In the last post we looked at why eBooks make more money faster for publishers compared to a traditional codex, or pBook. This time we’ll look at why it’s not quite as simple as all that.
The first thing to note is that in these posts I’m looking at book publishing from the point of view of the publisher, not the author. That’s because I’m trying to examine the economics behind what format books are published in, not whether or how they are written. Authors are of course important and like to get paid, but some writing and authorship will still occur without monetary payment - the same can not be said for publishing.
At the moment, publishing companies are entering the eBook market by printing titles in multiple formats, rather than having a line of titles which are solely published in electronically. There are some exceptions in specialty markets like reference (although most of these have turned into databases rather than eBooks) and textbooks, but for fiction and popular non-fiction titles it tends to be multi-format.
Given what I showed in the previous post, this might seem odd on the face of it. Why bother shipping all those dead trees around when you can make more money from eBooks? The problem, as we noted at the beginning of this discussion, some people are quite attached to having their books printed out and stuck together in codexes. The big question is - how many?
We can look at this question in two different ways - with a fixed number, or a fixed ratio.
Last time we looked at a graph showing the relative profit from publishing the same book as a $15 eBook or a $25 pBook. Even at $10 per copy less we saw that publishers will make more money earlier from titles that are published in eBook alone - but that’s assuming that all of the potential pBook sales become eBook sales. What happens if there are some hold-outs? Well, it depends both on how many pBook loyalists there are and how many there are in comparison to eBook buyers.
Publishing in both formats lowers riskWhen publishers put a title out in both pBook and eBook formats, they can spread some of the risk, because the basic overheads are the same for both formats. This means that publishing in both formats can result in making a profit with less hardcopies and less electronic copies than either format could sustain alone. The graph below shows what happens when we publish a fixed number of pBooks (1000) in combination with various numbers of eBooks of the same title:
The numbers along the x axis represent eBook sales, whilst the orange line represents the profit that would be earned on the same number of pBooks if they were published separately.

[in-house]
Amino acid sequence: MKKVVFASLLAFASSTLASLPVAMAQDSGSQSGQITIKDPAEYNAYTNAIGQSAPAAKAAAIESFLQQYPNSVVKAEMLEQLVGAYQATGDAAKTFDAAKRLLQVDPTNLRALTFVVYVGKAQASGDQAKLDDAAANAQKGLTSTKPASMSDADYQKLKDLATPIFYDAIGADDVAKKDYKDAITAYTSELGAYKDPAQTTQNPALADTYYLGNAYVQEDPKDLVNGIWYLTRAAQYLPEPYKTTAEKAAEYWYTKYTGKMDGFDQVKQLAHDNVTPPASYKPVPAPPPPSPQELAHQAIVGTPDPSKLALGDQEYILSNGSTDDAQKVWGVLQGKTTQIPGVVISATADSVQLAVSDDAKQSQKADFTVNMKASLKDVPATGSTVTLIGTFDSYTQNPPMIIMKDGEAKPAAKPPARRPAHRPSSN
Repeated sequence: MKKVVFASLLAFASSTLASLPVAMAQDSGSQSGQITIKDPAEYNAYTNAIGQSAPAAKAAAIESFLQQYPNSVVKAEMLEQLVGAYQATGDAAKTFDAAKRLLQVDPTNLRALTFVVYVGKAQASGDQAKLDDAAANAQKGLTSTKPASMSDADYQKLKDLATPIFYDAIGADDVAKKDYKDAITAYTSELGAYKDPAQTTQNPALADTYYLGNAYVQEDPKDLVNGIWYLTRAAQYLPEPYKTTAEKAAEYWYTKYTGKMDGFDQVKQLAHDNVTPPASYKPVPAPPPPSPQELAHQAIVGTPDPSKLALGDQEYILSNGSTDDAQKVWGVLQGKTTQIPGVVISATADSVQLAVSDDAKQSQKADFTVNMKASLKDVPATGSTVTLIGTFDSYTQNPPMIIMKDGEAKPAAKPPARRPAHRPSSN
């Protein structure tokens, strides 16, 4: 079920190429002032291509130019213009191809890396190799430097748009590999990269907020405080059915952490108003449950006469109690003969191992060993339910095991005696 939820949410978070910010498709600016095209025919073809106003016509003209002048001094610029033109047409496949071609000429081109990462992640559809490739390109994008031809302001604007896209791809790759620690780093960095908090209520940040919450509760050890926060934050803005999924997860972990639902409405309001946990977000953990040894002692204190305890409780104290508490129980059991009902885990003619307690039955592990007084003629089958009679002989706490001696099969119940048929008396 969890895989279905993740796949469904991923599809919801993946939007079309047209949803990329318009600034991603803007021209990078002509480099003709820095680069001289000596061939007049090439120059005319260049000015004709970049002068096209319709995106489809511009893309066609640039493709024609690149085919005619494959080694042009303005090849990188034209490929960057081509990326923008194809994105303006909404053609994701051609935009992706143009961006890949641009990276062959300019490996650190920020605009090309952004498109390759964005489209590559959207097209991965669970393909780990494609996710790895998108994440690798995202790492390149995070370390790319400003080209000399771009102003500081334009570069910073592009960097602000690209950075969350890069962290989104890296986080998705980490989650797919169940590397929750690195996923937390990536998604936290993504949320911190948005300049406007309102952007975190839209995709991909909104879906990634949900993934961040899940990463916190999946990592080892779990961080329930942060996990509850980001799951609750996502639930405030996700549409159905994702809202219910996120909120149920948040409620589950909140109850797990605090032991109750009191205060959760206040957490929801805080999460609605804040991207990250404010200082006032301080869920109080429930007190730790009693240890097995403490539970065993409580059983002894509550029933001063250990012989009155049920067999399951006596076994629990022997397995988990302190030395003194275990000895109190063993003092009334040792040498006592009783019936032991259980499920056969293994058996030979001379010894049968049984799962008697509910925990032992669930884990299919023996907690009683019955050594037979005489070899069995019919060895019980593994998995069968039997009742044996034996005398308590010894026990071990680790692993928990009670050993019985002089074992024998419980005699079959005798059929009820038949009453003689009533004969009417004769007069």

What you see here is that when publishing both formats together, we can break even at 1,771 eBooks in combination with 1,000 pBooks - marginally ahead of the 2,813 pBooks we would have to sell to break even publishing only in hardcopy. To break even publishing only in eBook, we need to sell 2,100 eBooks. This allows nervous publishers to leverage the efficiencies of eBook publishing, as well as the extra sales resulting from the lower price, without abandoning their traditional customers.
Once eBooks become popular enough, pBooks lower profitsSomething interesting happens when we get to 5,500 eBook sales. Between 1,771 and 5,500 eBook sales, the total profit in combination with our 1000 pBook sales is higher than either format would be on their own. After 5,500 eBooks, however, the publisher would actually make more money without publishing pBooks - even if none of those 1,000 pBook sales became eBook sales.
Now let’s look at the same graph against the percentage of the total taken up by eBooks:
We can see here that the point at which eBook-only makes more money than both combined is where 85% of readers are buying the eBook version rather than the pBook. This model is based on a static base of 1000 pBook purchasers, but what happens when we keep the ratio static but increase the overall number of sales?
....But not alwaysI’ve had a look at various combinations, and it seems that for any realistic number of sales (ie less than 50,000), the lowest ratio possible is around 80% eBook sales. What happens at 80%, however, is very interesting:
We see here that at the point sales go into profit, it would be more profitable to only publish eBooks. However, after 3000 eBooks, if we maintain the 80% ratio we find that it becomes more profitable to continue to publish in both formats, as long as the 80% ratio is maintained.
Confused? I don’t blame you.
The numbers here are based on just one cost/price model, but while the specifics will change, the general principle will not. Essentially eBooks have a chicken and egg problem. Publishers can make more money selling ebooks and ditching the printing presses if they can get a high ratio of their customers to make the switch. But until then, they’ll make more money publishing in both formats than in either alone - except in some circumstances when they won’t! This is one of the reasons why publishers are experimenting with eBooks, but not really pushing them hard.
The problem for those who are wedded to the ‘romance of print’ is that hardcopy is the least profitable way to publish books, and as readers become more comfortable with eBooks, the proportion of hardcopy readers will drop further and further - especially as eBook and eReader prices continue to drop Eventually, it won’t be enough to sustain hardcopy, except as luxury products. So while you’re all arguing about the romance of print, librarians are already trying to work out how we deal with a mass movement to electronic publishing and storage. But that’s another story...